With one roundabout on the whole island - which you'll meet in the first 100 yards, the decision is: "Do I head east or west?" For our purposes, you'll "hang a louie" (that's a left) and head west following the sandy road that in portions feels like your tires are going over an old fashioned washboard. In between the teeth-rattling bumps, you'll catch glimpses of the ocean between the tree-lined sandy paths that lead to Setting Point's well-known restaurants, all with long docks stretching out on stilts for lobster cleaning and preparation. For a fascinating look at some of Anegada's treasure trove of sunken ship remains, just before the road takes a turn to the right, stop in the Pomato Point Restaurant and Museum. Here you can relax with a refreshing drink and look at Wilfred Creque's collection of nautical artifacts of yesteryear, including silver spoons, pottery pieces and old bottles.

Back on the road and following the curve to the right, the terrain is low scrub, wild orchids, cactus, century plants and sea grape trees. The next destination with a name begging for explanation is Cow Wreck Beach, which is marked by a hand painted sign with a cow skull on the left. You may even see some of the wild cows (with horns) ambling along the roadside. Now is the time to let go of the fact that you don't have a GPS system in your car and must rely on intuitive pulls to go this way or that. If a side road dead ends, just retrace your path. Pulling into Cow Wreck Beach, the turquoise waters beckon for a midday immersion and this is a perfect spot to try some conch fritters and a cool drink at the charming beachside grille run by Bell Creque and family. This will be a spot you want to linger at another time, but today there's more to explore.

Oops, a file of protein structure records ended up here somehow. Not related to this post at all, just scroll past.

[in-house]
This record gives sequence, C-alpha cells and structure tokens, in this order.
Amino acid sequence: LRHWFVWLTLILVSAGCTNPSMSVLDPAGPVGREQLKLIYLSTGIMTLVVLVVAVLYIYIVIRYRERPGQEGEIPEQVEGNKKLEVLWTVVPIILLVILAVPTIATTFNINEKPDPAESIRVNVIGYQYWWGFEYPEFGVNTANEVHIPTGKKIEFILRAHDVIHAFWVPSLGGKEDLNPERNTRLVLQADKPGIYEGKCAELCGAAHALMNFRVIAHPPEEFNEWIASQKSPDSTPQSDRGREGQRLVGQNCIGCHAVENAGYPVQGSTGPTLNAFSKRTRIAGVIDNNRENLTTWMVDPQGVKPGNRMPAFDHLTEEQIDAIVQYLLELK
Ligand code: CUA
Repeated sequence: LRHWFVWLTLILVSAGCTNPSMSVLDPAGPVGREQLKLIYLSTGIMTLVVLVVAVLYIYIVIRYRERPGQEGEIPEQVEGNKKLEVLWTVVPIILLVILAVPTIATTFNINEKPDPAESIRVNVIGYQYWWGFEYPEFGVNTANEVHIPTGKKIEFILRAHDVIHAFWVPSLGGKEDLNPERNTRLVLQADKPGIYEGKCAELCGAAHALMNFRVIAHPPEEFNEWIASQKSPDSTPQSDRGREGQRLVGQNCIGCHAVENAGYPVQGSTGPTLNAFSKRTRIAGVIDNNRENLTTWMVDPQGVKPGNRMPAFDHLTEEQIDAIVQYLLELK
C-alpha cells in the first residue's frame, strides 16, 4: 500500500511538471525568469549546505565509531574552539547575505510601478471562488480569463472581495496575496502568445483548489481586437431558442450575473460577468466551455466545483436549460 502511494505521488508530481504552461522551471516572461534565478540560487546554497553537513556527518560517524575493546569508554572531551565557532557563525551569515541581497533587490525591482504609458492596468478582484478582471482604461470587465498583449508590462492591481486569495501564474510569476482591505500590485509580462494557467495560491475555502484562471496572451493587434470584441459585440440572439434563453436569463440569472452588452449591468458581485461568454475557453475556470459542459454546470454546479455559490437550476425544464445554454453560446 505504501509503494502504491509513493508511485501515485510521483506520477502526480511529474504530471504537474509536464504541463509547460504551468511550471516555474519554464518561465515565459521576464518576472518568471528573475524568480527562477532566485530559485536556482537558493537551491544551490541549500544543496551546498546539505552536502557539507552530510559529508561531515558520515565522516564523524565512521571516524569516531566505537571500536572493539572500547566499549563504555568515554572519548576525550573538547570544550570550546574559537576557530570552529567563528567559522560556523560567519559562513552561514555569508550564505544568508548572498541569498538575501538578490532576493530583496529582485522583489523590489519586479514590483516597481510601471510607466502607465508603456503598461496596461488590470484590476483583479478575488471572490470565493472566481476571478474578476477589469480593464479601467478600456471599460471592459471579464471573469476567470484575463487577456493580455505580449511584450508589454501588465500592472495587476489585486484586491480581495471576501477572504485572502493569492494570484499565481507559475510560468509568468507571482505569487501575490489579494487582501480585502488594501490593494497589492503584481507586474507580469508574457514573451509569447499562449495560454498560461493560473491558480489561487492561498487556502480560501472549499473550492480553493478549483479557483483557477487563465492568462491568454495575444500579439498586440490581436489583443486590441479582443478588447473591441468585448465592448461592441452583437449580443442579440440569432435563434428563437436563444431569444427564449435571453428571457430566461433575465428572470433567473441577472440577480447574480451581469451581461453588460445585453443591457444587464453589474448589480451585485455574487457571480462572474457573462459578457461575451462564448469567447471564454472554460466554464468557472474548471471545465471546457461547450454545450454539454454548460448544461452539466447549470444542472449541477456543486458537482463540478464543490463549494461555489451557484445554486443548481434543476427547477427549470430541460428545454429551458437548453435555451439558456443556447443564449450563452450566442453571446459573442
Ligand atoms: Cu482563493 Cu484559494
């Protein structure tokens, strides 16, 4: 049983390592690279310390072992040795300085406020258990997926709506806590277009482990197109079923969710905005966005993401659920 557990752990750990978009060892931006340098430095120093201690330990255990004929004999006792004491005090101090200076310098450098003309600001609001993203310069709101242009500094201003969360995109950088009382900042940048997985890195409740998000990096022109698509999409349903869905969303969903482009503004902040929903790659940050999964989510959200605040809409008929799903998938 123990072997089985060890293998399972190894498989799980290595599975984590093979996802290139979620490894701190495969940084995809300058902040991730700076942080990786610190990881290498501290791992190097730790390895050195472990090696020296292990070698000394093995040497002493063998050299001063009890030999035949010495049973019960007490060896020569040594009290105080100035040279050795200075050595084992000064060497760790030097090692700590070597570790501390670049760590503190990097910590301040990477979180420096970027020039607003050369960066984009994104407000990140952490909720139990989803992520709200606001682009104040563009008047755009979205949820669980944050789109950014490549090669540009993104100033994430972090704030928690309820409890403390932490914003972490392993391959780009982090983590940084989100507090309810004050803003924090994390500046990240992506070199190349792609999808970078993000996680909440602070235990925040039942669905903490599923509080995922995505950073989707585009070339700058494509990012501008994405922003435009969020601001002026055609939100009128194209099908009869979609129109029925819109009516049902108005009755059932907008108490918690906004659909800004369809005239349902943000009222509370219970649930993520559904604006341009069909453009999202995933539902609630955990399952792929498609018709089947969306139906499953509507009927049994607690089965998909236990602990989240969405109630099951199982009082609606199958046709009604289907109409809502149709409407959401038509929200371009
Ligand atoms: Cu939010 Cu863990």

The Big Bamboo at Loblolly Bay.

Above: The Big Bamboo at Loblolly Bay.

Heading back east on the same road and past that one roundabout, you will come to a low concrete bridge across from Nutmeg Point. Here, there is a view of the salt ponds. This is a good time to park your vehicle to the side and pull out a camera with the telephoto lens and keep your eyes peeled for the flamingoes, which tend to congregate on the far side of "Flamingo Pond." Even with just the naked eye, one can see a coral pink cluster against the background of the mangroves. Almost extinct at one time, the once dwindling flock has now multiplied to close to 50 birds through the effort of the National Parks Trust, and has attracted other migrating flamingoes to the salt ponds. Other exotic species of birds can be seen as well in the island's mud flats and mangrove habitats, including ospreys, terns and blue herons.

From here drive on to Loblolly Bay and the wonderful half moon snorkel reef not far from shore. Before donning mask and snorkel, put in your order for lunch at the Big Bamboo Restaurant. Owners Aubrey and Diane Levons serve up Anegada lobster fresh out of the water and baked in the half shell; it's hard to beat. If you want a smaller more intimate setting for lunch, Flash of Beauty is just a bit further down the shore.